The stir has been called off and the death of the project celebrated. But isn't it worrying that the government says it will strike a consensus and implement the project?

Though I will not express happiness at this victory yet, there is no way the government can do this. We will not permit the project to be implemented. We have been given Community Forest Rights under the Forest Right Act; any developmental activity within a specific radius needs our consent. The forest is our wealth; it is our god. We are wholly dependent on it for our livelihood. How can such development be at our cost, over our dead bodies? What is this consensus that people are talking about? When so many people oppose it, how does the question of a consensus arise?

What are your best memories of this movement?

My best memories are undoubtedly that of Latha chechi and my father who is unfortunately no more. Chechi taught me so much and guided me, supported me immensely. I consulted her before taking several decisions. The support that has poured in from the public too has given me a lot of happiness.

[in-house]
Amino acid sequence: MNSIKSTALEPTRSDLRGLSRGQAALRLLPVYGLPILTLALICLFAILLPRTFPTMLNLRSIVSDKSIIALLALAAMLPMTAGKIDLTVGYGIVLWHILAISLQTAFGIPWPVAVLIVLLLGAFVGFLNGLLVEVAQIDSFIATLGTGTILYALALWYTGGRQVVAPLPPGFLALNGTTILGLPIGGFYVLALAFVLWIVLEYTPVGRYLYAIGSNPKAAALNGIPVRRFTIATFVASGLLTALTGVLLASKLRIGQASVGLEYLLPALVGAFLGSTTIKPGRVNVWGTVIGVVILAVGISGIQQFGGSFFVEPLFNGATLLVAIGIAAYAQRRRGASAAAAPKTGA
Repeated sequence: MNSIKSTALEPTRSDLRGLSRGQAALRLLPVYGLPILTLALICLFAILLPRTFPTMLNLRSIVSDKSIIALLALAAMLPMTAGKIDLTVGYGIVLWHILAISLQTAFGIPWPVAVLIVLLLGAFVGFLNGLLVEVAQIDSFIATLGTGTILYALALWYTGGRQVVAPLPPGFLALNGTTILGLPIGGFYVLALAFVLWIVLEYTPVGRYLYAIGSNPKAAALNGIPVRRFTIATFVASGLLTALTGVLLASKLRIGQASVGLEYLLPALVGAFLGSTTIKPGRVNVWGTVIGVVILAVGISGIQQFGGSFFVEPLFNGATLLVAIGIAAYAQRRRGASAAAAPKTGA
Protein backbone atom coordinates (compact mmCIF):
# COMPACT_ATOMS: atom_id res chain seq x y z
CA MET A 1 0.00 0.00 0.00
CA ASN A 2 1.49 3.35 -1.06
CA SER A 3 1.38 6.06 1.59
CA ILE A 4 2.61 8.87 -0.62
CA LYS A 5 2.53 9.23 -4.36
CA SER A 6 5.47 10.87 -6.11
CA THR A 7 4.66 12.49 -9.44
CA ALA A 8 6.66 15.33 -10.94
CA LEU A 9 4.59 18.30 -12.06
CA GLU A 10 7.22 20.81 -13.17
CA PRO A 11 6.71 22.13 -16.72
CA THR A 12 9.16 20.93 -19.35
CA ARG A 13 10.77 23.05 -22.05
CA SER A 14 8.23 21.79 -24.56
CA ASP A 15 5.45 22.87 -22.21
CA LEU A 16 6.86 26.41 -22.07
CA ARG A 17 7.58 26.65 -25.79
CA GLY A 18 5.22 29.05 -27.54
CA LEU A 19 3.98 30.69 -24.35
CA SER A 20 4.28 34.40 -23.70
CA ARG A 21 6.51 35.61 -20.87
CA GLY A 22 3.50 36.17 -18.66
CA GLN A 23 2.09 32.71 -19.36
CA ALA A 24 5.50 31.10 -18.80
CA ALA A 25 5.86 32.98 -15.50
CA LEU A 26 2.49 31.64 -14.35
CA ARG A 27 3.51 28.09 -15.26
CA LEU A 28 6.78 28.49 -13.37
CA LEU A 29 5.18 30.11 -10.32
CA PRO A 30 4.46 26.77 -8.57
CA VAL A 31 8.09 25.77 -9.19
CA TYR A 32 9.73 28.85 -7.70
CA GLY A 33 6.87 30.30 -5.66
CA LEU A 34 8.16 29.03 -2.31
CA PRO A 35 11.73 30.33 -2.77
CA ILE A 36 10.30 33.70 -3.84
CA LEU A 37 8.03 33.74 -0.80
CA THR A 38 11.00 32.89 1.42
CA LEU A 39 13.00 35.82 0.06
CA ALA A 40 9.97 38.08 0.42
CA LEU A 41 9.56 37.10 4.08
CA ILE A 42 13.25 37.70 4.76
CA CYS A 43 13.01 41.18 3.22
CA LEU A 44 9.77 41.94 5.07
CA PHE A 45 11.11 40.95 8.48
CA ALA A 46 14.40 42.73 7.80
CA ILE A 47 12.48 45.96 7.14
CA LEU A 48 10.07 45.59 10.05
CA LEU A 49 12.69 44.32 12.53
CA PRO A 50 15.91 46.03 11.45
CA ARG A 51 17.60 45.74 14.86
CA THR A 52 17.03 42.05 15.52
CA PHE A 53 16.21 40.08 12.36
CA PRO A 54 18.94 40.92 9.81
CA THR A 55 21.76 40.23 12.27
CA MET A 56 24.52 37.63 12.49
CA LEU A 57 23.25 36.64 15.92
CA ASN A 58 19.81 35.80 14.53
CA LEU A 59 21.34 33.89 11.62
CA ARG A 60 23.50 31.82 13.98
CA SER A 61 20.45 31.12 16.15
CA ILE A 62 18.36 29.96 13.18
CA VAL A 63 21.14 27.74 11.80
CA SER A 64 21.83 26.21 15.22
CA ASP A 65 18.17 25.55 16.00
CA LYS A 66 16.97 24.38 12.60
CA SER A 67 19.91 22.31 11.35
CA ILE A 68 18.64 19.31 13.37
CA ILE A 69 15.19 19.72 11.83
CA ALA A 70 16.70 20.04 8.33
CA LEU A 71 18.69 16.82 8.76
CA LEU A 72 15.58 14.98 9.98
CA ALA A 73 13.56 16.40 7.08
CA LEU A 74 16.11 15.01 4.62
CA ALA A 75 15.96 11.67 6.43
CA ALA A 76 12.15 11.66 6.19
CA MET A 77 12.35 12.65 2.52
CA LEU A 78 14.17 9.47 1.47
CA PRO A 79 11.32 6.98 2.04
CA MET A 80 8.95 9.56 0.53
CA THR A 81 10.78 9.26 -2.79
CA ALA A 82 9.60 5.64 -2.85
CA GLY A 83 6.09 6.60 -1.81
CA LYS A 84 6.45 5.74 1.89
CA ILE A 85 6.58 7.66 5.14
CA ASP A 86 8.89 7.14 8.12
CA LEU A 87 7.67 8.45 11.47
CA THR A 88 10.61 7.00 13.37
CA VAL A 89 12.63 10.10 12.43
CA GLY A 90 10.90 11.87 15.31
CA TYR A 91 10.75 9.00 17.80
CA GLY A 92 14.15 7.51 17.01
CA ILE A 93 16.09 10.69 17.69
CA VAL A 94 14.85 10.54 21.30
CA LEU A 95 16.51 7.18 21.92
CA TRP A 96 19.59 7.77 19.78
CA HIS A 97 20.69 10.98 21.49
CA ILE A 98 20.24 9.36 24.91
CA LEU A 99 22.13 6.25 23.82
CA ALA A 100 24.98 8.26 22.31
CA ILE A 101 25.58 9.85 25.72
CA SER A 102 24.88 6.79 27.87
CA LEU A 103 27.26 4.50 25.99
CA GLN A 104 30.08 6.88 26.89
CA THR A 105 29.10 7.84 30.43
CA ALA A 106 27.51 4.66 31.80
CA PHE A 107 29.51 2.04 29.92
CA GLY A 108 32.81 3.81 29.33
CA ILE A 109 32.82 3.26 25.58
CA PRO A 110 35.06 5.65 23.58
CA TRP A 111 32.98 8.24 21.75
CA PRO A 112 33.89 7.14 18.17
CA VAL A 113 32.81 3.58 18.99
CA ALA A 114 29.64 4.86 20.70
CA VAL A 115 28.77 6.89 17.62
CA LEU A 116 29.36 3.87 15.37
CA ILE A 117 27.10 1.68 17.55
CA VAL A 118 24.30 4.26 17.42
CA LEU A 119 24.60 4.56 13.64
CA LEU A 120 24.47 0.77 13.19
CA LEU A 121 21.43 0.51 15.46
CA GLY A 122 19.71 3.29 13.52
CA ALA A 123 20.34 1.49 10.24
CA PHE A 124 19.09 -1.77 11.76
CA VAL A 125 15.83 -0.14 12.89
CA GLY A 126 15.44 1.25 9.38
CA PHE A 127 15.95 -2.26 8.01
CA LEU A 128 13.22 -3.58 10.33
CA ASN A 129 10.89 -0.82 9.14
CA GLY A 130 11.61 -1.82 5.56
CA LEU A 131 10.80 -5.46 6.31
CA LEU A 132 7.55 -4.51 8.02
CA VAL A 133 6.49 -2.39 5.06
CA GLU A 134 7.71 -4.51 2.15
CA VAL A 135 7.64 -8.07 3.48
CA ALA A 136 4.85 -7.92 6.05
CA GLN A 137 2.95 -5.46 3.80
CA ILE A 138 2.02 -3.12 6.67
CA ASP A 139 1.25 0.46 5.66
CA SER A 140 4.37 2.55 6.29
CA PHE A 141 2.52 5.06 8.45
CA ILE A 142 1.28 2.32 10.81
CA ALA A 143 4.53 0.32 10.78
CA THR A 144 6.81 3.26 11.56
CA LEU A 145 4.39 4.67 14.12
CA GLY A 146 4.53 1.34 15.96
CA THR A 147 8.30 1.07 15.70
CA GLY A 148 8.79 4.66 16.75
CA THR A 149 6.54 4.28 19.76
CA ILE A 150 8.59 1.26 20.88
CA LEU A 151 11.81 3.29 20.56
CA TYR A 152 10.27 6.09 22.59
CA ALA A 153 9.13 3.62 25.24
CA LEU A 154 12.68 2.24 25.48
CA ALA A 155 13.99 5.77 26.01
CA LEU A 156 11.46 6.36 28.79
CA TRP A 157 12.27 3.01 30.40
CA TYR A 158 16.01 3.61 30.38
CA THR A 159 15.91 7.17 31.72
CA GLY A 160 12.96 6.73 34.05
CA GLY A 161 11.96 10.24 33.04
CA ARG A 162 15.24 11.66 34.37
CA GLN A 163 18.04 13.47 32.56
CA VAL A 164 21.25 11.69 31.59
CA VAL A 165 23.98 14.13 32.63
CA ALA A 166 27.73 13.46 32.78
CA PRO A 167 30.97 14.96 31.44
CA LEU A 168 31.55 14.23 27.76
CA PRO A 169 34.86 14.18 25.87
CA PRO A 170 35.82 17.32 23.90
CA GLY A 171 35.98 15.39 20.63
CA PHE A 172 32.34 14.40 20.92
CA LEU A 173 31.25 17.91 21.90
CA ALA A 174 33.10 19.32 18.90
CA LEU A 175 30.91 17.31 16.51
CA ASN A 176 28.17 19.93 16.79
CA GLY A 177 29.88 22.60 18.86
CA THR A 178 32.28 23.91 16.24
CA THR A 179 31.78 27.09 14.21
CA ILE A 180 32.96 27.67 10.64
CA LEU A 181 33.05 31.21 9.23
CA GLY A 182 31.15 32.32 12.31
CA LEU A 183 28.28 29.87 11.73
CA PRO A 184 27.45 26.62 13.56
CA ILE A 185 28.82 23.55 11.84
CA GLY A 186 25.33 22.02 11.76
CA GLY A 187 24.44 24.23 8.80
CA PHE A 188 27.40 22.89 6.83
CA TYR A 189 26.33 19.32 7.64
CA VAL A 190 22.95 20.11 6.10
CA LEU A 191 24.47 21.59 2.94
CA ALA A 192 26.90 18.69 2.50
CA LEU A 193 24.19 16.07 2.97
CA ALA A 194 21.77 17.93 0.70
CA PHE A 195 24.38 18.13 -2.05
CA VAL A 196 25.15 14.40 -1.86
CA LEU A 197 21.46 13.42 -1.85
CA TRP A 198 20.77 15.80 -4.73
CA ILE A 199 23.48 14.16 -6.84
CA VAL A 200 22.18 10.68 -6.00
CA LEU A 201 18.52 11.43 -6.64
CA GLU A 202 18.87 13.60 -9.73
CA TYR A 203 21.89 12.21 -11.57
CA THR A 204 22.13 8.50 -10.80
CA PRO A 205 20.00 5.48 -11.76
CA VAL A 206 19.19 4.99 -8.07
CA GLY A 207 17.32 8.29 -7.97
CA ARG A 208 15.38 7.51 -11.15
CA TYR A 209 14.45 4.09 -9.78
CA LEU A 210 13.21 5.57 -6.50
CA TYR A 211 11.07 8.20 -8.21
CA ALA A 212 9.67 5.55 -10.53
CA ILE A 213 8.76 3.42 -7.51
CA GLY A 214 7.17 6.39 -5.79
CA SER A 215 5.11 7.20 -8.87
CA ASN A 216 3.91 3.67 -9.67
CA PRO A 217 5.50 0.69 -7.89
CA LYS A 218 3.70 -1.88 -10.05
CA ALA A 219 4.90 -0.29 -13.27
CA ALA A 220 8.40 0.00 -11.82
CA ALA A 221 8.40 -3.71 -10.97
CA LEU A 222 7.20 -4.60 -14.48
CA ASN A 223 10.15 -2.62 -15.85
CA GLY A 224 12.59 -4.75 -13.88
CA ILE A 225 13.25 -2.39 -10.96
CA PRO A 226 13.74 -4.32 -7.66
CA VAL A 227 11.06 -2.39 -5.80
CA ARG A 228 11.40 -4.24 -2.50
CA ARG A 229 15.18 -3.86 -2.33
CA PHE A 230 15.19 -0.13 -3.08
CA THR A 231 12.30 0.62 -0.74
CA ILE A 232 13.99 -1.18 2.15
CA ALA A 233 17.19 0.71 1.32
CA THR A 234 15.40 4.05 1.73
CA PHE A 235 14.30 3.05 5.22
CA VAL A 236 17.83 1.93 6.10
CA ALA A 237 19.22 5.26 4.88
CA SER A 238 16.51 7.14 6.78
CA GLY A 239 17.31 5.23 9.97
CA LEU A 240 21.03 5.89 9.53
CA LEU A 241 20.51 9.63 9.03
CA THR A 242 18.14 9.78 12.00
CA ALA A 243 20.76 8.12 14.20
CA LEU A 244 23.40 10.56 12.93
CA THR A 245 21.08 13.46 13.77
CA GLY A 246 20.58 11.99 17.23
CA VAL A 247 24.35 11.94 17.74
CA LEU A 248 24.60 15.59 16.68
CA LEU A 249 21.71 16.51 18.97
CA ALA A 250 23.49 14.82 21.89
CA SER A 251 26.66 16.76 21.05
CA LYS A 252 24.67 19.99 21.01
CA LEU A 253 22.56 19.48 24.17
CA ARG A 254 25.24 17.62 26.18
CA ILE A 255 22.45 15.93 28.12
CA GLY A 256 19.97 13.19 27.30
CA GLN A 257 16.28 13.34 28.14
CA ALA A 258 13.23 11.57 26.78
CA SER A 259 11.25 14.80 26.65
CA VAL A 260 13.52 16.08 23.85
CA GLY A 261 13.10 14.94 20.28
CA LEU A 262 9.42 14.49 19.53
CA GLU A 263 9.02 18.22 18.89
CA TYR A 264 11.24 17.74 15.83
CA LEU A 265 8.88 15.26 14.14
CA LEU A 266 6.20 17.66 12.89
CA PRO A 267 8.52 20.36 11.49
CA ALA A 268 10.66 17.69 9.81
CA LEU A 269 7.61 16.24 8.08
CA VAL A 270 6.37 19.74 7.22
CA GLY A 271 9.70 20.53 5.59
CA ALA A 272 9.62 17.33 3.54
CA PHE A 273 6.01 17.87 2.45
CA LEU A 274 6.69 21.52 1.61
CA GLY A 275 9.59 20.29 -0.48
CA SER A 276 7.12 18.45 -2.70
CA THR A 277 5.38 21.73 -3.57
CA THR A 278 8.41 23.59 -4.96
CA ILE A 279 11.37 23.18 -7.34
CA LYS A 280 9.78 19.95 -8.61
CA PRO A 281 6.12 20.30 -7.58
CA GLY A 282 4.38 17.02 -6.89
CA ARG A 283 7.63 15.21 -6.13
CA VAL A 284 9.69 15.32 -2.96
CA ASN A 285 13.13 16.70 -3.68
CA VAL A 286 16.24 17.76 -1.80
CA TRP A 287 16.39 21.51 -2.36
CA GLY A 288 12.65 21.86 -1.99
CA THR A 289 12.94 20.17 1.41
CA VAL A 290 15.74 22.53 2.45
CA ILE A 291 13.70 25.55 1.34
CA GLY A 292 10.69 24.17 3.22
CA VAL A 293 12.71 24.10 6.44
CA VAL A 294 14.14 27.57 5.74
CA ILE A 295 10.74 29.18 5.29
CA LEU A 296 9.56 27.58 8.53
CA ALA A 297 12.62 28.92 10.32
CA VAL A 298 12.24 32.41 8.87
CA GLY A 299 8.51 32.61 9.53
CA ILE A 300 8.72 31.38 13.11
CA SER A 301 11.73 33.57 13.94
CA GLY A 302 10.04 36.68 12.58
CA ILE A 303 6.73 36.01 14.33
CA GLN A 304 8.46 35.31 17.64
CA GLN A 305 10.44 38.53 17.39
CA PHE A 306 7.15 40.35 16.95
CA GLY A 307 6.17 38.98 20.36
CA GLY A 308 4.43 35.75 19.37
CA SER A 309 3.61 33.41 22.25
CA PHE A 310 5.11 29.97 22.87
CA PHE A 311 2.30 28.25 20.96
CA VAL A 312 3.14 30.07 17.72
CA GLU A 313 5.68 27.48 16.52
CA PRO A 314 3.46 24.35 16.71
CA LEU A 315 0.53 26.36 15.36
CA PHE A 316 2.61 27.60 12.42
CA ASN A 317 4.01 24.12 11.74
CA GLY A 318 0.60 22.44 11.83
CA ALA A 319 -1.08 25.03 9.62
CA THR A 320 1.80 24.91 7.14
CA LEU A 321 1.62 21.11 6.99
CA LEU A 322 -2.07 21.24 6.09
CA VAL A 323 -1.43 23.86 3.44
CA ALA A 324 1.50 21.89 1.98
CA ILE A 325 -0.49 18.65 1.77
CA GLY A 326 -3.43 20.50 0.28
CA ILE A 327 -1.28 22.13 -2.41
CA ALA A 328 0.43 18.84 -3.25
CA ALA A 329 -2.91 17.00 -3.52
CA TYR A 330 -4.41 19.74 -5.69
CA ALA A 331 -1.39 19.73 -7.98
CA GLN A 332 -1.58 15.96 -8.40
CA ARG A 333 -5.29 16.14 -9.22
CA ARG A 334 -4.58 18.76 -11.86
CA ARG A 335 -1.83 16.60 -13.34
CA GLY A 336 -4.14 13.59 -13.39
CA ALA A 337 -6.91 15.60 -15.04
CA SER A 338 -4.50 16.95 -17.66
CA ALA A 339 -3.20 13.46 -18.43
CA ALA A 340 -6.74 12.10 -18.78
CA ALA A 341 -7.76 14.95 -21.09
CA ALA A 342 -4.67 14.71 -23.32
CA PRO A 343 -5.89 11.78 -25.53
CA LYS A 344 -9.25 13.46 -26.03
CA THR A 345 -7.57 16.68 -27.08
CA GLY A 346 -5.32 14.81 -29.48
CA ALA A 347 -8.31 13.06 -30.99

How life-changing has your involvement in the agitation been?

I did not know much about my own community. With the agitation, I dug up more information and learnt more about our Kadar community and other tribal communities. This has also given me an opportunity to interact with other tribal folk who had contacted me and expressed their support, which would have been otherwise impossible.

Were there moments that fazed or frightened you?

This has been a life or death struggle in many ways. Maybe it is the strength of the forest gods whom our people believe in and pray to, that guides me through. If I died in this struggle, I would be happy I died for my people. My strength is that of my community, my people. I have not been afraid of any consequences so far. But I was really scared when I was asked to give my first speech! [Laughs]

Vinitha Cholayar, member, Chalakudy River Protection Forum

What made you join the agitation?

I grew up bathing and playing on the banks of the Chalakudy river. Over the years, I saw it being slowly destroyed due to sand-mining; when the dam was proposed across it, that was the last straw.

Any memory of the agitation that stands out?

All moments are memories. But during one of the public hearings, I remember how a group of around 15 people tried to stall it and create a commotion. The police had to intervene and a case was filed. I will never forget that day! We also conducted “kutty kootam”: around 80 children from Vazhachal and Athirappilly also took part in the protests during the satyagraha. That was memorable too.

Do you think there is a chance the project may be implemented?

Absolutely not. Whichever party comes into power, they seem to want to implement it. But there are so many alternatives now, such as solar. It would be far cheaper to implement that than the Athirappilly project.

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Printable version | Jun 5, 2020 10:13:19 AM |